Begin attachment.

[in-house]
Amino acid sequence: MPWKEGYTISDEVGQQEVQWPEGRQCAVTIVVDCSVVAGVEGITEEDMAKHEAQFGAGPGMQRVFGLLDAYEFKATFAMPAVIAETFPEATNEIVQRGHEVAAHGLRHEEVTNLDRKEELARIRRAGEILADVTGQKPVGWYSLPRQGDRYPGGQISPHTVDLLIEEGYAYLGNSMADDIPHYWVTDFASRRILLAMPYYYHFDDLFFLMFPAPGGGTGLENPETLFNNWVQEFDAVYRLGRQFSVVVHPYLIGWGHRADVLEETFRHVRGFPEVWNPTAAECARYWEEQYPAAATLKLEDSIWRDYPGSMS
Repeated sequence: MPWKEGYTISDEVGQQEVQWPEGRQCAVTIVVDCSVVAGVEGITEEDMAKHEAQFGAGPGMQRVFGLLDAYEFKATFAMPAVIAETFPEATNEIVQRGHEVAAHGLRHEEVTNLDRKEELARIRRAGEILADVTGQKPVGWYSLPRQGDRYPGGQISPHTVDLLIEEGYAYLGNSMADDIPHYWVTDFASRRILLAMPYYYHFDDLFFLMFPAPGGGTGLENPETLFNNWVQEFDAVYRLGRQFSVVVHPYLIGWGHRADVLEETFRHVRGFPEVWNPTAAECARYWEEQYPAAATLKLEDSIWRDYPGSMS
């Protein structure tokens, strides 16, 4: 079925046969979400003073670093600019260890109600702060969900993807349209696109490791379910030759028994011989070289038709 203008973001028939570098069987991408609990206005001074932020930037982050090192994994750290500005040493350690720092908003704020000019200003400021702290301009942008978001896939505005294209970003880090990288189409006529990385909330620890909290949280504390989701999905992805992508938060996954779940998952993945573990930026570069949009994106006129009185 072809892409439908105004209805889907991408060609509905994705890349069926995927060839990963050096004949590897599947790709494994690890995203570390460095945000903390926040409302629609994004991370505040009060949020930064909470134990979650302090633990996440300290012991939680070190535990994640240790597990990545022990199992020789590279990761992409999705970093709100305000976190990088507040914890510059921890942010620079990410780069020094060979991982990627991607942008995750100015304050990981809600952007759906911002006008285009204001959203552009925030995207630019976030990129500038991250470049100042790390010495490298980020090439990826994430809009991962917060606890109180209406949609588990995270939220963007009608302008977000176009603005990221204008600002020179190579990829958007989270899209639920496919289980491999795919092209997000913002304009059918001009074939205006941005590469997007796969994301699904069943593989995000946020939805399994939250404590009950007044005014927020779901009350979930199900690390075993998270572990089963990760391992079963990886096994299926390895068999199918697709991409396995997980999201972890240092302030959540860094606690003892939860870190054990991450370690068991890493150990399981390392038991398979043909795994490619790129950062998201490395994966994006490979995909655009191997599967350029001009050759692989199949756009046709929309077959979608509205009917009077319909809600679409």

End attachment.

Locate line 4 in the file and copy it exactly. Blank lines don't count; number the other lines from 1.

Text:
């Protein structure tokens, strides 16, 4: 079925046969979400003073670093600019260890109600702060969900993807349209696109490791379910030759028994011989070289038709 203008973001028939570098069987991408609990206005001074932020930037982050090192994994750290500005040493350690720092908003704020000019200003400021702290301009942008978001896939505005294209970003880090990288189409006529990385909330620890909290949280504390989701999905992805992508938060996954779940998952993945573990930026570069949009994106006129009185 072809892409439908105004209805889907991408060609509905994705890349069926995927060839990963050096004949590897599947790709494994690890995203570390460095945000903390926040409302629609994004991370505040009060949020930064909470134990979650302090633990996440300290012991939680070190535990994640240790597990990545022990199992020789590279990761992409999705970093709100305000976190990088507040914890510059921890942010620079990410780069020094060979991982990627991607942008995750100015304050990981809600952007759906911002006008285009204001959203552009925030995207630019976030990129500038991250470049100042790390010495490298980020090439990826994430809009991962917060606890109180209406949609588990995270939220963007009608302008977000176009603005990221204008600002020179190579990829958007989270899209639920496919289980491999795919092209997000913002304009059918001009074939205006941005590469997007796969994301699904069943593989995000946020939805399994939250404590009950007044005014927020779901009350979930199900690390075993998270572990089963990760391992079963990886096994299926390895068999199918697709991409396995997980999201972890240092302030959540860094606690003892939860870190054990991450370690068991890493150990399981390392038991398979043909795994490619790129950062998201490395994966994006490979995909655009191997599967350029001009050759692989199949756009046709929309077959979608509205009917009077319909809600679409």